Last week, the United States District Court for the Middle District of Florida determined that a group of plaintiffs could bring a claim against the U.S. National Park Service challenging actions that were characterized by the Park Service as not ripe for judicial review. The court found that where an agency begins taking action signaling that it is “at least substantially less likely” to change course, such action may be ripe for adjudication. Additionally, the court stated that where an agency takes action in furtherance of a management policy, this may constitute final agency action even where additional authorization is required for the action to be complete. Though the court denied plaintiffs any of the relief they requested, this case serves as an example of a federal agency action that can be challenged before it is fully implemented.
In National Parks Conservation Association v. U.S. Department of Interior, Nos. 11-578, 11-647 (M.D. Fla. Sept. 19, 2014), the plaintiffs brought suit against the Park Service regarding certain land management decisions for the Big Cypress National Preserve Addition that included a determination of the portions of land that would be subject to motorized off-road vehicle (ORV) use and would be designated as wilderness areas. As part of this decision process, the Park Service prepared an environmental impact statement (EIS) pursuant to the National Environmental Policy Act. In 2011, the Park Service issued a record of decision (ROD) that adopted the preferred management alternative. This alternative identified areas where ORV trails could be located and delineated the areas eligible for protection as “wilderness” under the Wilderness Act. This decision amended a previous decision in 2006 by reducing the acreage of land to be proposed as wilderness area by approximately 40,000 acres. The plaintiffs’ suit claimed that the 40,000 acre reduction and the ORV Plan governing motorized vehicle use were unlawful under the Administrative Procedure Act (APA).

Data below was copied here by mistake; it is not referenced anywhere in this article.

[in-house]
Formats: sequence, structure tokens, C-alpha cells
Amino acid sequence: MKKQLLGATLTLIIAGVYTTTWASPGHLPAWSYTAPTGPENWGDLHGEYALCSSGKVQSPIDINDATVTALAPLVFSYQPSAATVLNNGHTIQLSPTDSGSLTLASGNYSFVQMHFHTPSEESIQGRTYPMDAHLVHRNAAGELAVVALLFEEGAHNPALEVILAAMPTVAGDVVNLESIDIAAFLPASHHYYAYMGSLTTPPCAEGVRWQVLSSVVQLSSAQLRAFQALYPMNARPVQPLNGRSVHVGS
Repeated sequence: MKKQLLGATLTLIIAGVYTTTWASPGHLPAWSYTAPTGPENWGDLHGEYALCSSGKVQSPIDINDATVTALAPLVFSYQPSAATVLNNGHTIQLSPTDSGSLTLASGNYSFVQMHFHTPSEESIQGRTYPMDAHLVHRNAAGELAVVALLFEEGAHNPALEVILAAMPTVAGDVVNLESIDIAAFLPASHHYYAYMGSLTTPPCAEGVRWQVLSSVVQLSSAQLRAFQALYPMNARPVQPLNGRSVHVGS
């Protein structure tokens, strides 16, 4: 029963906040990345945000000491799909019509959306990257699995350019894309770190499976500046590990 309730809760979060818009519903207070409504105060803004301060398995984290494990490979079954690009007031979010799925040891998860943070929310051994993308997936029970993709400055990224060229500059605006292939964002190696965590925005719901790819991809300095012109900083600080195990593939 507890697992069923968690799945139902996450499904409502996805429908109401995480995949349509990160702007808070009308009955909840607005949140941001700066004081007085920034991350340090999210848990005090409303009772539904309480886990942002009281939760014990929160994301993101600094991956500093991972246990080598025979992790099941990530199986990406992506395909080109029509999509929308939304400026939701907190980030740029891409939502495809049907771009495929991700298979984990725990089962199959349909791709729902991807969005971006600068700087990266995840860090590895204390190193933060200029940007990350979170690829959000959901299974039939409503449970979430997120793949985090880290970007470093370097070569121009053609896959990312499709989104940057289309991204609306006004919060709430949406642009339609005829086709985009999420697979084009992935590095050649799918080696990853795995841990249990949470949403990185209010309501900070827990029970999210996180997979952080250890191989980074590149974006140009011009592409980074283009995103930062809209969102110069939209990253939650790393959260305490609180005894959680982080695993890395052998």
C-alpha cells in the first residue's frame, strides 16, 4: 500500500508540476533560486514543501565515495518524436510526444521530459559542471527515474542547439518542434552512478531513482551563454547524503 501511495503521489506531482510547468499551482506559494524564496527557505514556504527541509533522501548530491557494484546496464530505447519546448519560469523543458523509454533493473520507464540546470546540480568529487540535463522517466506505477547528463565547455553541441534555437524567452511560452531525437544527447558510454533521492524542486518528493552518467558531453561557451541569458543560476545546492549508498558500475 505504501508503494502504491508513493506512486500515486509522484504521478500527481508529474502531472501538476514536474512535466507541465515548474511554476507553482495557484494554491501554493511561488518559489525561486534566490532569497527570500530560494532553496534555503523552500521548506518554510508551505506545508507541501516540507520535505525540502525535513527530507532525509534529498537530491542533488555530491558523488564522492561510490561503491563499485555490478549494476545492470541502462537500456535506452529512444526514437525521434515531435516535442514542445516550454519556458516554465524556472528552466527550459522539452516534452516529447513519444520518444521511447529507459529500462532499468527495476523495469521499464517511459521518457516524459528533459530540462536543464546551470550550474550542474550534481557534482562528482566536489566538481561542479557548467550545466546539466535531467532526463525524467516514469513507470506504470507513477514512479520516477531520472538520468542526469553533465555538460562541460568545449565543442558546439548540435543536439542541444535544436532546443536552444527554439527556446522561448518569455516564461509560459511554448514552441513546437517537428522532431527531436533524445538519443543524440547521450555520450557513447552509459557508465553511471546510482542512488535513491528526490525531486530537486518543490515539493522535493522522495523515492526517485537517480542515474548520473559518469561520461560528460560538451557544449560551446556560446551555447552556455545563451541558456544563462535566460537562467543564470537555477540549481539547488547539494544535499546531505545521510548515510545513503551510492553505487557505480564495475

Though the ROD contained designations for both ORV use and wilderness areas, it did not authorize ORV use, nor did it conclude the wilderness-designation process. As the Park Service noted, “recreational ORV use in the Addition … cannot lawfully occur absent completion of the rulemaking process.” Slip Op. at 19. Regarding the designation of wilderness lands under the Wilderness Act, the Park Service provides a recommended eligibility determination to the President, who in turn makes a recommendation to Congress. Ultimately, Congress has the sole power to declare land a wilderness area. 16 U.S.C. § 1132(c). In its decision, the court noted that Congress had not approved the proposed designation of wilderness lands. Thus, the Park Service argued that the plaintiffs’ claims were not ripe and that there was no final agency action to review under the APA.
The court held that the plaintiffs’ claims were ripe for review and that the Park Service had taken a final action reviewable under the APA. The lynchpin of the court’s decision was the fact that the Park Service had taken certain actions in furtherance of its proposed decisions regarding both the exclusion of certain land as proposed wilderness areas and creation of ORV trails. The court noted that the Park Service was “no longer managing the 40,000 acres to preserve eligibility for wilderness designation, as its policy would dictate if the 40,000 acres had been found wilderness eligible.” Slip Op. at 20. The court also stated that it was “undisputed that the NPS has begun to implement the Plan and has begun to spend money, even without a final rule” because construction of access points and access facilities had commenced and the record demonstrated that the Park Service had begun “groundtruthing” some ORV trails. Id. at 40. The court found these actions to constitute implementation of the decision approved by the ROD, making the claims both ripe and final under the APA. Id. at 44 (“Here, it is clear that a decisionmaking process has been consummated, and implementation has begun (although it is far from completed).”).
Though the facts of this case are narrow, the court’s decision may provide an avenue for challenging a federal action even where additional rulemaking procedures are necessary before the action transitions from the planning stage to the operational stage.